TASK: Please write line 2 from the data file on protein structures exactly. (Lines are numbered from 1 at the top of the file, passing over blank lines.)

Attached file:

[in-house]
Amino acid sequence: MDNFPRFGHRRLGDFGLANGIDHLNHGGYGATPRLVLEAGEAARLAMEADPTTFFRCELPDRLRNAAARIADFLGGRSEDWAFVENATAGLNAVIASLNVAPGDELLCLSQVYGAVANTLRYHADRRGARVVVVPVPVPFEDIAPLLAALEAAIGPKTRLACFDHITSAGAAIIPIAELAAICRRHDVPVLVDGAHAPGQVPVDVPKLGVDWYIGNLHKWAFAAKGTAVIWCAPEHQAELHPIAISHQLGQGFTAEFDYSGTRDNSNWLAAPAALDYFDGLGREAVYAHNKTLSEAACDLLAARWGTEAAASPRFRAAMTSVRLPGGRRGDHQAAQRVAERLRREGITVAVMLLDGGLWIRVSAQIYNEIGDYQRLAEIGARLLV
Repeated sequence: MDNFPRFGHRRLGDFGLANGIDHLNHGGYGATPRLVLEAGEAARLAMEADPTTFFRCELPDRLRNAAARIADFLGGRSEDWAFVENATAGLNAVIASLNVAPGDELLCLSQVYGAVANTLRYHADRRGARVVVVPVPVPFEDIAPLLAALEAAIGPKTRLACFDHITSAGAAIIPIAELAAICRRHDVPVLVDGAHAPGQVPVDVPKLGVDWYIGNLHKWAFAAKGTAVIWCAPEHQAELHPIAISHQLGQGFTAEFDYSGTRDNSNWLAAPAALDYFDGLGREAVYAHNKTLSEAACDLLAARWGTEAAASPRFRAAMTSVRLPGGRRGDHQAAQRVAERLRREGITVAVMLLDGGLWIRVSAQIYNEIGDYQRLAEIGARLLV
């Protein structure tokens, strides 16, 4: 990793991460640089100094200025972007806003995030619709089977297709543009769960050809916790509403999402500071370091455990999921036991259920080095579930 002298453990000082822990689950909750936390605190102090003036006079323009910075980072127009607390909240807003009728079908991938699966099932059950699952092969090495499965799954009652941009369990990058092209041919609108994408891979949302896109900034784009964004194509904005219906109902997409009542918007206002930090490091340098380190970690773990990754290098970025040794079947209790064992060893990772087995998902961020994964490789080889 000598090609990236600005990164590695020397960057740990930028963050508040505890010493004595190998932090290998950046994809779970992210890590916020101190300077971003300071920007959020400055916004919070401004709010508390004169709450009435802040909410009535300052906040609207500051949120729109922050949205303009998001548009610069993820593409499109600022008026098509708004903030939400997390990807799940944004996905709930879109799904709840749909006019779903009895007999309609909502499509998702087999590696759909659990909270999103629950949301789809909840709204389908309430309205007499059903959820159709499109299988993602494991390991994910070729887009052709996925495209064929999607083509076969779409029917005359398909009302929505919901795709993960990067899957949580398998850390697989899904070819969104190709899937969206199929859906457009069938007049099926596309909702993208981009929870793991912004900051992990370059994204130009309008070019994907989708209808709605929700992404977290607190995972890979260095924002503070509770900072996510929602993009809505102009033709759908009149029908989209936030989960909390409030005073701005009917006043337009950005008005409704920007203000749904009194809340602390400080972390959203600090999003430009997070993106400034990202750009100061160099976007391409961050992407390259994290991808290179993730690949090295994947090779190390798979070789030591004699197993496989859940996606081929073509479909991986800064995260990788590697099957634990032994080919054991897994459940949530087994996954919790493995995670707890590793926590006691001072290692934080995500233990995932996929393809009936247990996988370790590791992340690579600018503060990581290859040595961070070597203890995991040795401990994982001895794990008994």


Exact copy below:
Amino acid sequence: MDNFPRFGHRRLGDFGLANGIDHLNHGGYGATPRLVLEAGEAARLAMEADPTTFFRCELPDRLRNAAARIADFLGGRSEDWAFVENATAGLNAVIASLNVAPGDELLCLSQVYGAVANTLRYHADRRGARVVVVPVPVPFEDIAPLLAALEAAIGPKTRLACFDHITSAGAAIIPIAELAAICRRHDVPVLVDGAHAPGQVPVDVPKLGVDWYIGNLHKWAFAAKGTAVIWCAPEHQAELHPIAISHQLGQGFTAEFDYSGTRDNSNWLAAPAALDYFDGLGREAVYAHNKTLSEAACDLLAARWGTEAAASPRFRAAMTSVRLPGGRRGDHQAAQRVAERLRREGITVAVMLLDGGLWIRVSAQIYNEIGDYQRLAEIGARLLV